5 Weird Mastering Techniques That You Should Try


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What specific equipment ⁣or‌ software is recommended in ” to successfully implement these strange techniques?

The world of music production is ⁢one​ that thrives on experimentation.⁣ As an ⁣adventurous music professional, the conventional methods may not always cut it for achieving your creative vision. Are you ready to venture into the unusual?​ Check‌ out these five weird, yet surprisingly effective, mastering techniques.

1. Parallel Pumping

Parallel Pumping Technique

What it is: Also known as New⁤ York Compression, it’s a technique that involves‍ running a heavily⁢ compressed version of a song’s mix in parallel ⁢with a one that hasn’t been compressed.

Why it’s weird: It’s counterintuitive to conventional mastering wisdom as overcompression is usually ‍considered as a no-no.‍

Try this method when you want‌ to add a vibrant nuance to your overall sound without losing its dynamic range.

2. The Power of Panning

Panning Technique

What it is: Panning⁤ is a method ⁤that involves shifting⁣ a sound signal ‌either to the left or to the right in a stereo field.

Why it’s weird: Using drastic panning, i.e., moving an instrument completely to the left or right, is not normally ‍advisable as it might lead‌ to a disbalanced and odd sounding mix. However, if used creatively, ⁢it can bring ​an unusual ‌3-D feeling ‌to your mix.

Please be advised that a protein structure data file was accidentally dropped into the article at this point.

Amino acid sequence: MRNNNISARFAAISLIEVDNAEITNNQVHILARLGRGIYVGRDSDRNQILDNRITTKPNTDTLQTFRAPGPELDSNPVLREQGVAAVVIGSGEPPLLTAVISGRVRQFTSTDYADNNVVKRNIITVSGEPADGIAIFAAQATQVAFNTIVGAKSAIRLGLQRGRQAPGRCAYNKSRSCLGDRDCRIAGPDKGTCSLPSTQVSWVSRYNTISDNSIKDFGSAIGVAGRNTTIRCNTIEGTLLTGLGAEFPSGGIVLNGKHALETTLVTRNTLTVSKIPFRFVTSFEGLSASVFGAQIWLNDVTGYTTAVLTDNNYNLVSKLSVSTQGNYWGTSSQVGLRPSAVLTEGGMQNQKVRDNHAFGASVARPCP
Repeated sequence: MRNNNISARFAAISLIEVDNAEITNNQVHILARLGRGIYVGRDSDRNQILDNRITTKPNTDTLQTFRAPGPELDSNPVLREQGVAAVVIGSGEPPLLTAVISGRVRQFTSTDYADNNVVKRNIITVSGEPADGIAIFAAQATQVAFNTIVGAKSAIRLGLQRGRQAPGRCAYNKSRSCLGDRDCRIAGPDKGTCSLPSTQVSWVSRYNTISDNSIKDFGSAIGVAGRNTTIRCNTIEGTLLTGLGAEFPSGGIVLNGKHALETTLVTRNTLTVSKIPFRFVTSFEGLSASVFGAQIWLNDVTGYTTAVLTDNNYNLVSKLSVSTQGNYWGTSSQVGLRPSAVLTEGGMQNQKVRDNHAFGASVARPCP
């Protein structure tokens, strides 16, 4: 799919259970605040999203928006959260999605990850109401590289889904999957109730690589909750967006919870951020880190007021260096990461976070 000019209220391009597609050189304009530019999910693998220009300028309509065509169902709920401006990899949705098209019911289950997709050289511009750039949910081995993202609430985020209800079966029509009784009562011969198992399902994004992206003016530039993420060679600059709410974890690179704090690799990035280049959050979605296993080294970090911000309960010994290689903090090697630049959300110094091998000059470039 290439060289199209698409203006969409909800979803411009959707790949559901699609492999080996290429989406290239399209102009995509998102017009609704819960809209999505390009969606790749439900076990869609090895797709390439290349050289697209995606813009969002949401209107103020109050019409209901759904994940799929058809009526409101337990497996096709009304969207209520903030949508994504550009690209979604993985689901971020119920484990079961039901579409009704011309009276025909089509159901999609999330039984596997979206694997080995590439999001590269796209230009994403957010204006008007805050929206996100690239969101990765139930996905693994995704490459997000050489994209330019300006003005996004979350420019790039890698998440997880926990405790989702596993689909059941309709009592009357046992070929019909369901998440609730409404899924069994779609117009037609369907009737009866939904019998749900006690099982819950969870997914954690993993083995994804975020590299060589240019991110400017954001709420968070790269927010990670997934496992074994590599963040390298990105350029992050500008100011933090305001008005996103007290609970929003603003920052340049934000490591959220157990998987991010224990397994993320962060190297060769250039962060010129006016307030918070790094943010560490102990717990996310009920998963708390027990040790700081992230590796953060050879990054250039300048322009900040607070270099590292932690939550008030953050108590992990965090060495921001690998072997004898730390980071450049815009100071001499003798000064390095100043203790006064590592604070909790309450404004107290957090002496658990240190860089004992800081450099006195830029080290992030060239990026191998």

3. ⁢Heavy Saturation

Saturation Technique

What it⁢ is: Saturation involves augmenting the harmonics of a track to create a fuller, warmer, and louder sound.

Why it’s weird: Excessively saturating a track ‌is considered abnormal, but strategically done saturation can help ⁢in creating a mix that feels cozy and vintage.

4. Reverse ‌Reverb

Reverse⁣ Reverb Technique

What it is: This technique involves applying reverb to a reversed‍ version of a sound and then ​flipping it back, to make the sound seem like‌ it’s coming⁤ from a distant source.

Why it’s weird: It’s unusual to have sounds that appear to be coming towards the listener rather than radiating ⁢from them. ‍However, this can make for a haunting, unforgettable sonic experience.

5. Using the Haas Effect

Haas Effect Technique

What it is: The Haas effect, also called the precedence effect, is a psychoacoustic⁢ phenomenon used in stereo production.

Why it’s weird: It involves‍ panning instruments towards one side while delaying its duplicate to the opposite side to create a wider‍ stereo perception in headphones.

This can create a weird spacious sound‍ but might not work as well on speakers. It’s definitely worth the experiment.

Mastering is a craft that thrives on innovation. Remember, ‌the​ objective is never to adhere to rules blindly, but rather to create⁢ art that communicates your unique sonic vision. So, why not try these weird mastering techniques and see how they ‍can enhance your music?